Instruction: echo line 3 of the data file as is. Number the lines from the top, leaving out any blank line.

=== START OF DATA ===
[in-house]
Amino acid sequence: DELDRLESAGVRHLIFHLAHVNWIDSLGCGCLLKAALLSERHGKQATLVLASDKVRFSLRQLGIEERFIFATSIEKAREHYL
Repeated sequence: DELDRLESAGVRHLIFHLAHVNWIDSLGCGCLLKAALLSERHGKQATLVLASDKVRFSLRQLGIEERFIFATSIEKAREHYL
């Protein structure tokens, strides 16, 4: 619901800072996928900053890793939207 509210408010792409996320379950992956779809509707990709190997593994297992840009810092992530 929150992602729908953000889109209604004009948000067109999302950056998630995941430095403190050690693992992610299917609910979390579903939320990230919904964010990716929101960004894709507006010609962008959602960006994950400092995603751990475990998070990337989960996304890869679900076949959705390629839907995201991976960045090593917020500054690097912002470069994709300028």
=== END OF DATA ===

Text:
Repeated sequence: DELDRLESAGVRHLIFHLAHVNWIDSLGCGCLLKAALLSERHGKQATLVLASDKVRFSLRQLGIEERFIFATSIEKAREHYL